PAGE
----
Narisawa Ash 2009

Ash 2009 – Scene of the Seashore done table-side at Narisawa

The scene of the seashore concept is to represent the typical Japanese fishermen returning with their catch, the misty ocean at night and the smell of charcoal as they cook the day’s bounty.

Want to attempt this at home? Chef Narisawa shared his grilled squid recipe on Fine Dining Lovers

Wine Pairing: Domaine Andre Vatan 2010 Sancerre Les Charmes 

Hailing from the Loire region of France, this is a 100% Sauvignon Blanc. Some vines are planted in limestone, so look for a zesty minerality with some smokiness on the palate. This was the perfect wine to cut the richness of the squid.

Sancerre Les Charmes 2011

Sancerre Les Charmes 2011

Fugu, Blowfish, Hagi, Yamaguchi

Deep fried fugu or blowfish. This was the first time I’ve had fugu outside of a dedicated blowfish restaurant in Osaka. Despite the hype of the dangers surrounding eating fugu, it’s a relatively uninteresting flavored fish (at least how I’ve experienced it). Chef Narisawa managed to make it interesting, give it texture through deep-frying it and a tart finish from the Japanese sudachi. Sudachi is a small round citrus that is primarily used for flavoring rather than eaten. Served on butcher paper, we were told to eat with our hands again.

Fugu Narisawa

Deep fried fugu or blowfish

Wine Pairing: Beblenheim Riesling, Domaine Trapet, Alsace

Alsace is definitely the spot in France for quality Riesling, but add the name Trapet, and it’s guaranteed to be a hit. Jean Louis Trapet is a very well-known name in Burgundy, especially among the great estates of Gevrey-Chambertin. His wife’s family has the property in Alsace and both estates produce biodynamically-farmed wines.

Domaine Trapet Bablenheim Riesling 2010

Domaine Trapet Bablenheim Riesling 2010

“Luxury Essence 2007″ Ise Ebi, Lobster

This complex dish showcases Narisawa’s talent for creatively combining flavors and textures. The lobster was lightly deep-fried and served in a broth made with chicken, pork, ham, and water cooked in a convection oven for eight hours. Add Japanese radish, Brussels sprouts, carrot and more for a unique dish.

Luxury Essence 2007

“Luxury Essence 2007″ with lobster and a broth that requires 8 hours of cook time

On sensory overload at this point, I accidentally missed snapping a separate photo of the glass drop bulbs suspended on a hanging rack that held the steaming broth for “Luxury Essence.” You can get the general idea with this overall table photo I took when they first brought the dish out.

Luxury Essence Narisawa

The start of “Luxury Essence 2007″ before pouring the broth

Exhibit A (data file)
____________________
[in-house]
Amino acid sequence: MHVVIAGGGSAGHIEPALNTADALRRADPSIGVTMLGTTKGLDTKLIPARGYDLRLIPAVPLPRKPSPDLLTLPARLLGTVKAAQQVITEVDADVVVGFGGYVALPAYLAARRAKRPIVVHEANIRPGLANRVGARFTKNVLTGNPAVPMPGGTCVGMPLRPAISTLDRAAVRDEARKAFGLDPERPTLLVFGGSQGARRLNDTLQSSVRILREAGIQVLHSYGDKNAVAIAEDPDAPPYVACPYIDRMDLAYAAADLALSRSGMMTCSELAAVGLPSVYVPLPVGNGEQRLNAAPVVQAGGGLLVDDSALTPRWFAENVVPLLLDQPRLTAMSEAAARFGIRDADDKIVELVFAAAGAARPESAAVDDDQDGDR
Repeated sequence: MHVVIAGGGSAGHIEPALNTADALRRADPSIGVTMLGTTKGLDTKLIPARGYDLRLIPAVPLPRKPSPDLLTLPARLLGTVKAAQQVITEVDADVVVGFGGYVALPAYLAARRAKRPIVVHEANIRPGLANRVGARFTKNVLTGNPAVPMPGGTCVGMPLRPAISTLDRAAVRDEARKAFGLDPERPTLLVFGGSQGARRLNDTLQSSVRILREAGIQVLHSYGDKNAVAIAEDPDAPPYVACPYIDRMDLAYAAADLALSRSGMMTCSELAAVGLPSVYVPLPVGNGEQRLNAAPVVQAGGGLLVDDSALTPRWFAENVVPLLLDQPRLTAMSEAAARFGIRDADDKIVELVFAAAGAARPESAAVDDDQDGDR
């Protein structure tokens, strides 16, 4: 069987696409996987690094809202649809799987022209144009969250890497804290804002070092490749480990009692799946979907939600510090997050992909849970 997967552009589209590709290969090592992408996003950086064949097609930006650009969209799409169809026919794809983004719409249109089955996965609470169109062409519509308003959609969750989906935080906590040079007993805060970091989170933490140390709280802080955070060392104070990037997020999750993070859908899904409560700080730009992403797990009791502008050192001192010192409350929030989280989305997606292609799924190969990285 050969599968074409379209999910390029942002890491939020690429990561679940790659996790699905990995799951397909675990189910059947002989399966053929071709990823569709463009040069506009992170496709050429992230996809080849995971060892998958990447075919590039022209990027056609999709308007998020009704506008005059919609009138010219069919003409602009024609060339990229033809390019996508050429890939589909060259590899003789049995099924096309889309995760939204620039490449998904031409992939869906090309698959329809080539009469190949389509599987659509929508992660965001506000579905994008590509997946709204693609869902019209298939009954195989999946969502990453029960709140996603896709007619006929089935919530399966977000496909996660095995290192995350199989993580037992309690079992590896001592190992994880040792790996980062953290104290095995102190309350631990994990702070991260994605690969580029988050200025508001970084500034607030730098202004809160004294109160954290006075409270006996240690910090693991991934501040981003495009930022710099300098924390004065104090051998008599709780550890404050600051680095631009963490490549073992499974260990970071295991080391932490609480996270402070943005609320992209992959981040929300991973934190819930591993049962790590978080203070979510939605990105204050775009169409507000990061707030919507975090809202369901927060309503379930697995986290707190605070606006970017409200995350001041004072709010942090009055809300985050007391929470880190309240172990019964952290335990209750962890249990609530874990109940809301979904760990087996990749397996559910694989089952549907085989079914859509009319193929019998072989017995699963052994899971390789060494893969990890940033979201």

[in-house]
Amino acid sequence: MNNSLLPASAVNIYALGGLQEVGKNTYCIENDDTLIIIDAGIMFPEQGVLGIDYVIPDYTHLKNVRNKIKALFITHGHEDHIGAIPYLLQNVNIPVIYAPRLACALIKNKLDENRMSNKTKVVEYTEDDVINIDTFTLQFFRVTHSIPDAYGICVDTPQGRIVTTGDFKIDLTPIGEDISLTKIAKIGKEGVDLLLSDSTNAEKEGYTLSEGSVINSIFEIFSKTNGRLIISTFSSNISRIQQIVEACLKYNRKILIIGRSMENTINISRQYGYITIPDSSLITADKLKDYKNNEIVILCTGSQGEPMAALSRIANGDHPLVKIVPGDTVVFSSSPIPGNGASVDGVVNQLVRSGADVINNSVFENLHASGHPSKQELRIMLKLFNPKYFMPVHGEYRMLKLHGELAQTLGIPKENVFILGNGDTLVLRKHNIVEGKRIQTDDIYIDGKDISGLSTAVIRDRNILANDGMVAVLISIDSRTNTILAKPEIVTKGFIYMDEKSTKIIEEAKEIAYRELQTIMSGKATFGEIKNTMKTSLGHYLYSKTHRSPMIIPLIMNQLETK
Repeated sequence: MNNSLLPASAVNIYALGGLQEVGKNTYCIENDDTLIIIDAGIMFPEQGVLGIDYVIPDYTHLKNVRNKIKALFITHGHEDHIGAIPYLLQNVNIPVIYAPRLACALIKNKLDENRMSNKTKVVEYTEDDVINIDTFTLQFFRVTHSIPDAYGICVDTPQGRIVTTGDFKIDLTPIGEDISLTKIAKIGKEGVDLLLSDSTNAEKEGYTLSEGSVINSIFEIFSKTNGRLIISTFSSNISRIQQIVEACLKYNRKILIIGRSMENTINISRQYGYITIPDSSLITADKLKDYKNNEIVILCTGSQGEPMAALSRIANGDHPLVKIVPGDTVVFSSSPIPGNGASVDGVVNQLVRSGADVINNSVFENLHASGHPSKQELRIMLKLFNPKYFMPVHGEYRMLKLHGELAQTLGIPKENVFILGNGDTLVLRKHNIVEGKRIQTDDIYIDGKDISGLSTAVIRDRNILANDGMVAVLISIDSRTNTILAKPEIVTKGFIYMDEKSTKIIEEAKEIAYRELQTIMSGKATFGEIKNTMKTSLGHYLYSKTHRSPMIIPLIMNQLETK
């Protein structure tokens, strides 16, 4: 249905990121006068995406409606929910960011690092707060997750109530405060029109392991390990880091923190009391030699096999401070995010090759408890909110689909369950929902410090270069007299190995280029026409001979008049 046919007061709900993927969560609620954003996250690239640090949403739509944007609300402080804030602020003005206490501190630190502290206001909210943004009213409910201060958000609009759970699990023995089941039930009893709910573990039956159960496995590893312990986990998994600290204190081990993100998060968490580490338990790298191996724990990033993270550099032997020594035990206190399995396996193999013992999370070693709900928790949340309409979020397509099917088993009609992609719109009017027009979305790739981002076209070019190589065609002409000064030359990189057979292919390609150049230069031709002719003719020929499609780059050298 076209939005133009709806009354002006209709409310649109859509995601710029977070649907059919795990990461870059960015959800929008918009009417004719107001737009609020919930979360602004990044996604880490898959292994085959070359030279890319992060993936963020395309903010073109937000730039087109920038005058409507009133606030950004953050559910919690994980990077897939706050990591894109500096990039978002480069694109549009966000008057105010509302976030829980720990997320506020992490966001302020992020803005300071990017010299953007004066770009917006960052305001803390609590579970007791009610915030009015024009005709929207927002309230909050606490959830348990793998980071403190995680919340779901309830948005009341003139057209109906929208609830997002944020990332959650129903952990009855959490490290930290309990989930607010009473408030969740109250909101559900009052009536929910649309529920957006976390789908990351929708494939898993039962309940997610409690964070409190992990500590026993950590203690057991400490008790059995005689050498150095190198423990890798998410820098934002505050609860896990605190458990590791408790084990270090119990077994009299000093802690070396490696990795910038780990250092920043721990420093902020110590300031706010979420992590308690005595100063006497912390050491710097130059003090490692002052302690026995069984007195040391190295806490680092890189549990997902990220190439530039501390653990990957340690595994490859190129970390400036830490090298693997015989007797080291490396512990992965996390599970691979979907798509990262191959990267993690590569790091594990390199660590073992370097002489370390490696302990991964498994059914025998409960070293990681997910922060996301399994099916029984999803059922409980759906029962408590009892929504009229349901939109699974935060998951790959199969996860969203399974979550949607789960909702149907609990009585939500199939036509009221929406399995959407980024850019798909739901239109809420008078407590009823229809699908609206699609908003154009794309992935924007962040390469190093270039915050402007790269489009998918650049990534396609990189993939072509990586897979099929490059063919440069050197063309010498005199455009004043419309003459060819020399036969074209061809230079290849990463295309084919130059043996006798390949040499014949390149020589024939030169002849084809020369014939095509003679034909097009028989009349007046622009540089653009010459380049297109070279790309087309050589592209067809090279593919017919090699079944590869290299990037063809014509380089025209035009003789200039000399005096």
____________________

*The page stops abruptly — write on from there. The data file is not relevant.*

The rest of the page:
Wine Pairing: Domaine de L’Hortus Grand Cuvee 2010

This beauty is from the Languedoc-Roussillon region. Nice oaky nose with fruity notes on the palate.

 

Domaine De L'hortus Grande Cuvee 2010

Domaine De L’hortus Grande Cuvee 2010

Rockfish, Odawara Bay

The next course was Rockfish from Odawara Bay, served with Japanese nanohana greens.

Rockfish Odawara Bay

Rockfish from Odawara Bay in Japan

Wine Pairing: Chateua De La Velle Meursault 1er Cru 2005

This premier cru (1er cru) from Meursault is made from Chardonnay grapes and  comes from Côte de Beaune in the Côte-d’Or region. It’s balances nicely with dishes like the rockfish.

Chateau de la Velle Meursault 1er Cru 2005

Chateau de la Velle Meursault 1er Cru 2005

“Sumi 2009″ Hilda Beef

The last savory course is where the sumi made an appearance again. The beef was covered in charcoal, made with carbonized leek powder. It was presented whole on the small grill and removed for carving. The meat undergoes a slow cook with heated olive oil continually poured over it for 30 minutes.

Sumi 2009 Hilga Beef Narisawa

“Sumi 2009″ Hilga beef presented whole

We were given a cup with sake granita to eat in between bites to cut the richness. Served on a plate that also included Japanese white bamboo shoots, onion, and more sansho pepper flowers, which only bloom about two weeks out of the year. The sansho flowers were also the basis for the green sauce swirled on the plate.

Sumi 2009 Narisawa

“Sumi 2009″ served with a cup of sake granite to cleanse the palate

Wine Pairing: Lynsolence St.-Emilion 2001

This Grand Cru is produced with 100% Merlot grapes and hails from Bordeaux’s famed Right Bank area of St.-Emilion. Small production (around 625 cases) and only 20 cases of those were brought to Japan. The wine still exhibits rich color, fruity notes and lots of spice on the finish. The 2001 Lynsolence stood up nicely with the rich taste and fatty texture of the Hilga beef.

Lynsolence Saint-Emilion 2001